Also on the good-news side, vaccines cause a “cushion effect,” a powerful immune response that remains protective even when the antibodies they created have diminished power against the new variants, according to Fauci. In addition to neutralizing antibodies, that immune response involves T cells, memory B cells and a host of other so-called “effectors.”

—Mary Carpenter

Well-Being Editor Mary Carpenter keeps us updated on Covid-19. To read more of her posts, click here.



2 thoughts on “Covid-19 Variants: Hopes and Fears

  1. cynthia tilson says:

    Great synopsis, but I want to emphasize the importance of this quote, “the test of a first-rate intelligence is the ability to hold two opposed ideas in the mind at the same time, and still retain the ability to function.”
    SARS virus variations have always existed, and probably always will. Fearmongering however, travels as quickly as virus variants do in this interconnected world in which we live. The 24/7 news reports do more harm than good when the end result is incapacitating public panic, or the opposite response – total denial. To exist in the healthiest state of physicality, we need to practice what we know works to minimize exposure – frequent hand washing, wearing masks in public, and avoiding crowds. The other side of good hygiene is emotional. Stay connected to nature, maintain ties to friends and loved ones safely, journal, adopt a pet, bring more laughter and music into your life, and so on. There is good evidence that a healthy immune response depends on the “keep calm and carry on” slogan adopted by the British during WWII, or as immunologists would say – stay parasympathetic!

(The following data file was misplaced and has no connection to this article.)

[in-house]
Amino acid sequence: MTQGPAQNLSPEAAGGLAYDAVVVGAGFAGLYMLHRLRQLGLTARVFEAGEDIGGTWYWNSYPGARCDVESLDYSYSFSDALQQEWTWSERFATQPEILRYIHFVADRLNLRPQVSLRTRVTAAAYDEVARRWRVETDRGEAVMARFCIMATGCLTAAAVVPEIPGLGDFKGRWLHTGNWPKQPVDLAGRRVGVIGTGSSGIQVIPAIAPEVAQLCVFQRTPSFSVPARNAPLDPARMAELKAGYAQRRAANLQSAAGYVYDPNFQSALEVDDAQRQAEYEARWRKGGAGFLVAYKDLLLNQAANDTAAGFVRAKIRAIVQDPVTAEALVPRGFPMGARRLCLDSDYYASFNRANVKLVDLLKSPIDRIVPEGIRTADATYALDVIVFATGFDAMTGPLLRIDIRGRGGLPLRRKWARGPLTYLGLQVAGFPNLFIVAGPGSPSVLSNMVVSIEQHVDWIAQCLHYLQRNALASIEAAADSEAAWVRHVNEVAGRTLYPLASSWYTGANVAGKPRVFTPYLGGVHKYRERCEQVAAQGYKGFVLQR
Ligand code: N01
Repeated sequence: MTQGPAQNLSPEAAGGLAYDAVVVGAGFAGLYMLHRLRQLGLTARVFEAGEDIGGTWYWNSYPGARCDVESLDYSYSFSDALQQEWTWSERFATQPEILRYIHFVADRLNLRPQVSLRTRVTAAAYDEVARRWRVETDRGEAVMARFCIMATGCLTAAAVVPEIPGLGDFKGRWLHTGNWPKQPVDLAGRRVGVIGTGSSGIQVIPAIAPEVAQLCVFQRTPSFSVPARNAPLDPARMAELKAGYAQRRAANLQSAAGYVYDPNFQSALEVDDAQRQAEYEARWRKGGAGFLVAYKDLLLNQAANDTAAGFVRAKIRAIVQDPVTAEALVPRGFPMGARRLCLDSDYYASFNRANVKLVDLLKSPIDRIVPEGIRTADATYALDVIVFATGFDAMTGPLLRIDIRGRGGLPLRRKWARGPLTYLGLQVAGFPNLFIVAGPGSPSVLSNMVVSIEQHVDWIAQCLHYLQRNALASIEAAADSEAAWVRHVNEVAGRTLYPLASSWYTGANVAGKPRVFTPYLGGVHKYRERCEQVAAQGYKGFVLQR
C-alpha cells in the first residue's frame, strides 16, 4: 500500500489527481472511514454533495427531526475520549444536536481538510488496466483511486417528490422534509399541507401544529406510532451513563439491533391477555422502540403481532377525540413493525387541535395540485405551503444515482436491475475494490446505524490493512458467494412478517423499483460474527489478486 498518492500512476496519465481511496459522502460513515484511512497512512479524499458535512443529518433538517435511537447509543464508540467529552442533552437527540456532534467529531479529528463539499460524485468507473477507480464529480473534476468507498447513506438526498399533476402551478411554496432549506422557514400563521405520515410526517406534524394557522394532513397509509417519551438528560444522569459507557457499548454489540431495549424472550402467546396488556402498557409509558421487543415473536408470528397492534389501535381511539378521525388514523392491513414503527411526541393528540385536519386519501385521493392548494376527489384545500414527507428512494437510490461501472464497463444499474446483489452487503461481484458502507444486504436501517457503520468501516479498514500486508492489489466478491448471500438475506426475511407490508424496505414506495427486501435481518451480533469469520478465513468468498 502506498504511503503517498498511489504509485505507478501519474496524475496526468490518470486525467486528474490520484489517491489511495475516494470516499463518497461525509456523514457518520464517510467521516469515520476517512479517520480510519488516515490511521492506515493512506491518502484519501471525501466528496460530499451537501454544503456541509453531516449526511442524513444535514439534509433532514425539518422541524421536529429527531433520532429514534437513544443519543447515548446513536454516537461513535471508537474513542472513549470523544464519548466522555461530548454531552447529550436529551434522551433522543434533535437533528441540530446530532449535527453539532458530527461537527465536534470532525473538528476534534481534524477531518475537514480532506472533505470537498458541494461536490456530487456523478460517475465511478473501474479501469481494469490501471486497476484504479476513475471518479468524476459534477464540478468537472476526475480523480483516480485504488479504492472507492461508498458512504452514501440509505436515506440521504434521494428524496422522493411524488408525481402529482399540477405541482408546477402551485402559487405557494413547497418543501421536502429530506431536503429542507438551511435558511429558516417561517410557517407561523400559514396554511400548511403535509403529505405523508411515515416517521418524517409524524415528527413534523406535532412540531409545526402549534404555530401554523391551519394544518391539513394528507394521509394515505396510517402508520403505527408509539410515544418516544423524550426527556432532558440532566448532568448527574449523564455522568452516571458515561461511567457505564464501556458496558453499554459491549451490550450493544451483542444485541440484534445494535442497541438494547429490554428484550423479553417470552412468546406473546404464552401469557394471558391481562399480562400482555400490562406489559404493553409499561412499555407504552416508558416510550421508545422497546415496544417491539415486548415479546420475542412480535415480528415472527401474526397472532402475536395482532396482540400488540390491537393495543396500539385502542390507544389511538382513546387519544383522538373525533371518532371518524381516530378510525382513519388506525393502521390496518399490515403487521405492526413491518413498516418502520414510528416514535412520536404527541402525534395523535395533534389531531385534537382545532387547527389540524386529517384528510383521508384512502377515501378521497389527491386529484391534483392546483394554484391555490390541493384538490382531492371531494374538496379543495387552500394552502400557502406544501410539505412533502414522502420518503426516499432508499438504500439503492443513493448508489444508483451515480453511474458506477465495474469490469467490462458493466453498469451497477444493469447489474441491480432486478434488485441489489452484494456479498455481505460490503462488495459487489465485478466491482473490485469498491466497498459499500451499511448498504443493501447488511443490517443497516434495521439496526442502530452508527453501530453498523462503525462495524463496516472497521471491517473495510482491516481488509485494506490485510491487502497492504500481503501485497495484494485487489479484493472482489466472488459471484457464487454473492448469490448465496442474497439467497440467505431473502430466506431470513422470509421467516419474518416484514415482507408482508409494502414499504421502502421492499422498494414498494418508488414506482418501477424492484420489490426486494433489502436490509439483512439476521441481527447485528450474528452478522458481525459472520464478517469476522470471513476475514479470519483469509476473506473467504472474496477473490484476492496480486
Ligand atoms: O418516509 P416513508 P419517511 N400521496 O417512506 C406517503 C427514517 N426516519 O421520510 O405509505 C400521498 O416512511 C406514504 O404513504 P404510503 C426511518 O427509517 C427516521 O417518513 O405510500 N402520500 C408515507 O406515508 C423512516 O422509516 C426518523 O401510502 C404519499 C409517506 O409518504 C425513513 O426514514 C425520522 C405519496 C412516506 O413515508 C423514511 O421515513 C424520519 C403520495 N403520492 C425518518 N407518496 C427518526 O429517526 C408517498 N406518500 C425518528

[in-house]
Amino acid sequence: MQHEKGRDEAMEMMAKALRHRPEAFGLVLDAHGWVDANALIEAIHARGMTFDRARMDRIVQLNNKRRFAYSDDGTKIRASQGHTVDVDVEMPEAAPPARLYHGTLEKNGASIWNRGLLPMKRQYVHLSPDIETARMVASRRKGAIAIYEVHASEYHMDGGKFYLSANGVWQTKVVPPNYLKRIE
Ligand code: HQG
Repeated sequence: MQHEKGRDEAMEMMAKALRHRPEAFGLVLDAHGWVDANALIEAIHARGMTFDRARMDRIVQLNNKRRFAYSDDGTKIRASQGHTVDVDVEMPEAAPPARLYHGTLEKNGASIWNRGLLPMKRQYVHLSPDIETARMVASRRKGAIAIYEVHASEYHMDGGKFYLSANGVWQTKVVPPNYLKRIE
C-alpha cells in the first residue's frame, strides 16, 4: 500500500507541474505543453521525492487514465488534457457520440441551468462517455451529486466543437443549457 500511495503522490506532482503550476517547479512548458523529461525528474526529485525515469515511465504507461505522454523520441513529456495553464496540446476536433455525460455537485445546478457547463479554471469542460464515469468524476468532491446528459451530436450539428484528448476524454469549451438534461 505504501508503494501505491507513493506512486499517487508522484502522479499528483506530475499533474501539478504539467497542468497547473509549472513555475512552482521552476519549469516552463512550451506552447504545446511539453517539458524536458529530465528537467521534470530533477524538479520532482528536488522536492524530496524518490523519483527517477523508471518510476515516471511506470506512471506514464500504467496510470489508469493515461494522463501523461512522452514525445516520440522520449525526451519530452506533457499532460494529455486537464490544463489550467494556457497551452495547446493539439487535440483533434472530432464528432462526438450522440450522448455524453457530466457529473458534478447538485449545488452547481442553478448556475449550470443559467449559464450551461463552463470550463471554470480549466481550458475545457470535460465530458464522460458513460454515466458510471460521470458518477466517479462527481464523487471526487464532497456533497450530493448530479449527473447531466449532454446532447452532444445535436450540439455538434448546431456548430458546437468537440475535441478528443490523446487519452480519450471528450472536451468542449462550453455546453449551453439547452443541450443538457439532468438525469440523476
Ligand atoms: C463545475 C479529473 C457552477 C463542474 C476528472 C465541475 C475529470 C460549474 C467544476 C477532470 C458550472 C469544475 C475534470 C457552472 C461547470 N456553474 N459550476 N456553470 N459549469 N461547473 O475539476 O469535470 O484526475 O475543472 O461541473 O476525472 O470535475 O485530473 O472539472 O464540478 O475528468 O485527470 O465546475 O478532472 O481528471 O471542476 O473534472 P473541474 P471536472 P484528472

1. Mary Carpenter says:

      Your eloquent comment has so much useful information, thank you for writing! And I had never heard “stay parasympathetic” — which is concise, apt and very fun!